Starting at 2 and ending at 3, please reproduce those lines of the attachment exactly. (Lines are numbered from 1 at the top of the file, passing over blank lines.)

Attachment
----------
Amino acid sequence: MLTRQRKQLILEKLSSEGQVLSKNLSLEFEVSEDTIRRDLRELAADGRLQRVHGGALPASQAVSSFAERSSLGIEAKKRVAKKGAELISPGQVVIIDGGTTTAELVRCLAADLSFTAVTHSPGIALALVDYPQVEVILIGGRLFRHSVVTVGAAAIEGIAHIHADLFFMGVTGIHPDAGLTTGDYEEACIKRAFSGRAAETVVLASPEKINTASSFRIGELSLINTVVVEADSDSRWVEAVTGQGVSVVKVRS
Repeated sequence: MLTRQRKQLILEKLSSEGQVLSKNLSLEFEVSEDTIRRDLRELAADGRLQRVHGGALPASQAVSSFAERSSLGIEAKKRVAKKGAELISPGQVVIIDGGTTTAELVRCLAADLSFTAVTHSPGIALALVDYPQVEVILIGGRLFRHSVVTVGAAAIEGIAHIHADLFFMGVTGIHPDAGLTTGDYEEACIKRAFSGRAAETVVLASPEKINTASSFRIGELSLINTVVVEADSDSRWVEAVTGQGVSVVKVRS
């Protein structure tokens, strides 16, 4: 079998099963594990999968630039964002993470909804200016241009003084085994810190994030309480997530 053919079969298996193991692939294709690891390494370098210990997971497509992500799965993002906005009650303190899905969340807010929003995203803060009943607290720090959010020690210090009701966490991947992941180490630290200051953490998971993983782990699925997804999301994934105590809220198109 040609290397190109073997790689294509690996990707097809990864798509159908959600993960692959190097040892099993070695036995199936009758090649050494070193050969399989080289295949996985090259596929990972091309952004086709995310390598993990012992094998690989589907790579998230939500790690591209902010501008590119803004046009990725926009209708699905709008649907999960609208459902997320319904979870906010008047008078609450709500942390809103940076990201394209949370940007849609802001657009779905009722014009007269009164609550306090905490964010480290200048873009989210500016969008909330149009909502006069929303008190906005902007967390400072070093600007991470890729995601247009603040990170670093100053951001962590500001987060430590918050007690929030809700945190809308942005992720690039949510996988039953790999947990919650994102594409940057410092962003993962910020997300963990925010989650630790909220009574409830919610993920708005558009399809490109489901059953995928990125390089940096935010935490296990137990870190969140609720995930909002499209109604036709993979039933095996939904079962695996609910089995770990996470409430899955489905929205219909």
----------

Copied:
Repeated sequence: MLTRQRKQLILEKLSSEGQVLSKNLSLEFEVSEDTIRRDLRELAADGRLQRVHGGALPASQAVSSFAERSSLGIEAKKRVAKKGAELISPGQVVIIDGGTTTAELVRCLAADLSFTAVTHSPGIALALVDYPQVEVILIGGRLFRHSVVTVGAAAIEGIAHIHADLFFMGVTGIHPDAGLTTGDYEEACIKRAFSGRAAETVVLASPEKINTASSFRIGELSLINTVVVEADSDSRWVEAVTGQGVSVVKVRS
């Protein structure tokens, strides 16, 4: 079998099963594990999968630039964002993470909804200016241009003084085994810190994030309480997530 053919079969298996193991692939294709690891390494370098210990997971497509992500799965993002906005009650303190899905969340807010929003995203803060009943607290720090959010020690210090009701966490991947992941180490630290200051953490998971993983782990699925997804999301994934105590809220198109 040609290397190109073997790689294509690996990707097809990864798509159908959600993960692959190097040892099993070695036995199936009758090649050494070193050969399989080289295949996985090259596929990972091309952004086709995310390598993990012992094998690989589907790579998230939500790690591209902010501008590119803004046009990725926009209708699905709008649907999960609208459902997320319904979870906010008047008078609450709500942390809103940076990201394209949370940007849609802001657009779905009722014009007269009164609550306090905490964010480290200048873009989210500016969008909330149009909502006069929303008190906005902007967390400072070093600007991470890729995601247009603040990170670093100053951001962590500001987060430590918050007690929030809700945190809308942005992720690039949510996988039953790999947990919650994102594409940057410092962003993962910020997300963990925010989650630790909220009574409830919610993920708005558009399809490109489901059953995928990125390089940096935010935490296990137990870190969140609720995930909002499209109604036709993979039933095996939904079962695996609910089995770990996470409430899955489905929205219909």